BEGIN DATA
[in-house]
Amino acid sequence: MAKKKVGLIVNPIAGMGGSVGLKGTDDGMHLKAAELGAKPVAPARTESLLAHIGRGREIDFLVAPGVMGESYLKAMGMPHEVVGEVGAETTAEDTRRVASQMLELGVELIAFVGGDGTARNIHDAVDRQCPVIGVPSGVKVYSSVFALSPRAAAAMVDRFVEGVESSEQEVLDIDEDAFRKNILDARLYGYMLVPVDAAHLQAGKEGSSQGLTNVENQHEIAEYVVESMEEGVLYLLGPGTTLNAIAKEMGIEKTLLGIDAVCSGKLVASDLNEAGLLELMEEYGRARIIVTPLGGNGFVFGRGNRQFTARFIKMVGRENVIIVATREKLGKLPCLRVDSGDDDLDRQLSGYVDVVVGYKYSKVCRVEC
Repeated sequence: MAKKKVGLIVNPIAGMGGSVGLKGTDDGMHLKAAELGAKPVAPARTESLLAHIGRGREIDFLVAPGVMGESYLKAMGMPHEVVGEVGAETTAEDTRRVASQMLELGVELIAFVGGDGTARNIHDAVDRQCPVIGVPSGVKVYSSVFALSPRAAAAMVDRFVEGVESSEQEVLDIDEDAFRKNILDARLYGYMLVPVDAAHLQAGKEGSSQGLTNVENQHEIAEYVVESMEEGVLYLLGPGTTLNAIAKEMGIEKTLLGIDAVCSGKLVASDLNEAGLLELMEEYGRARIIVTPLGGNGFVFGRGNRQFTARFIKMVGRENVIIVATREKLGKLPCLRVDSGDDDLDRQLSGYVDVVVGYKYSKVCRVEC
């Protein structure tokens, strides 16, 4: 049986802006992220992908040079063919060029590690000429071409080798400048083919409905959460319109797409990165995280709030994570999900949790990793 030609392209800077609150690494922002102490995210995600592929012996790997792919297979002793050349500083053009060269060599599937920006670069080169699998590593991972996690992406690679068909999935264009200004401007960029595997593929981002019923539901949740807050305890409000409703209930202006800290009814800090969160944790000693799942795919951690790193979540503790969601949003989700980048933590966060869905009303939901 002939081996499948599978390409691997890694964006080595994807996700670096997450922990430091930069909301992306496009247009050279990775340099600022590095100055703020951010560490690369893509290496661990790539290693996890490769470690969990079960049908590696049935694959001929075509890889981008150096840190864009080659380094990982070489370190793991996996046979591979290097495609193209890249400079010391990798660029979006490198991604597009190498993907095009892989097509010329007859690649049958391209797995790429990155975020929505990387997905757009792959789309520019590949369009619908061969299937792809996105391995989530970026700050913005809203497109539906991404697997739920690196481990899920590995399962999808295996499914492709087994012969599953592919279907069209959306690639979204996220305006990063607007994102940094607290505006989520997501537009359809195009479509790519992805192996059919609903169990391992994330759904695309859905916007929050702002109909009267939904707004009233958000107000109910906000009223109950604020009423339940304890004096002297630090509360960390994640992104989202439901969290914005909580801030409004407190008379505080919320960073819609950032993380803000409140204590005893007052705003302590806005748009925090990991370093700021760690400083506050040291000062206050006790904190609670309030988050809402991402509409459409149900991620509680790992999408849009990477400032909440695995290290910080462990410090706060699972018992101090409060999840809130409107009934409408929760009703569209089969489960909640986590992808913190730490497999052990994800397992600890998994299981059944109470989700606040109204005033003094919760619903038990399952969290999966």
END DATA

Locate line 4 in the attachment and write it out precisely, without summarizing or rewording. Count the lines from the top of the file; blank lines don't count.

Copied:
């Protein structure tokens, strides 16, 4: 049986802006992220992908040079063919060029590690000429071409080798400048083919409905959460319109797409990165995280709030994570999900949790990793 030609392209800077609150690494922002102490995210995600592929012996790997792919297979002793050349500083053009060269060599599937920006670069080169699998590593991972996690992406690679068909999935264009200004401007960029595997593929981002019923539901949740807050305890409000409703209930202006800290009814800090969160944790000693799942795919951690790193979540503790969601949003989700980048933590966060869905009303939901 002939081996499948599978390409691997890694964006080595994807996700670096997450922990430091930069909301992306496009247009050279990775340099600022590095100055703020951010560490690369893509290496661990790539290693996890490769470690969990079960049908590696049935694959001929075509890889981008150096840190864009080659380094990982070489370190793991996996046979591979290097495609193209890249400079010391990798660029979006490198991604597009190498993907095009892989097509010329007859690649049958391209797995790429990155975020929505990387997905757009792959789309520019590949369009619908061969299937792809996105391995989530970026700050913005809203497109539906991404697997739920690196481990899920590995399962999808295996499914492709087994012969599953592919279907069209959306690639979204996220305006990063607007994102940094607290505006989520997501537009359809195009479509790519992805192996059919609903169990391992994330759904695309859905916007929050702002109909009267939904707004009233958000107000109910906000009223109950604020009423339940304890004096002297630090509360960390994640992104989202439901969290914005909580801030409004407190008379505080919320960073819609950032993380803000409140204590005893007052705003302590806005748009925090990991370093700021760690400083506050040291000062206050006790904190609670309030988050809402991402509409459409149900991620509680790992999408849009990477400032909440695995290290910080462990410090706060699972018992101090409060999840809130409107009934409408929760009703569209089969489960909640986590992808913190730490497999052990994800397992600890998994299981059944109470989700606040109204005033003094919760619903038990399952969290999966």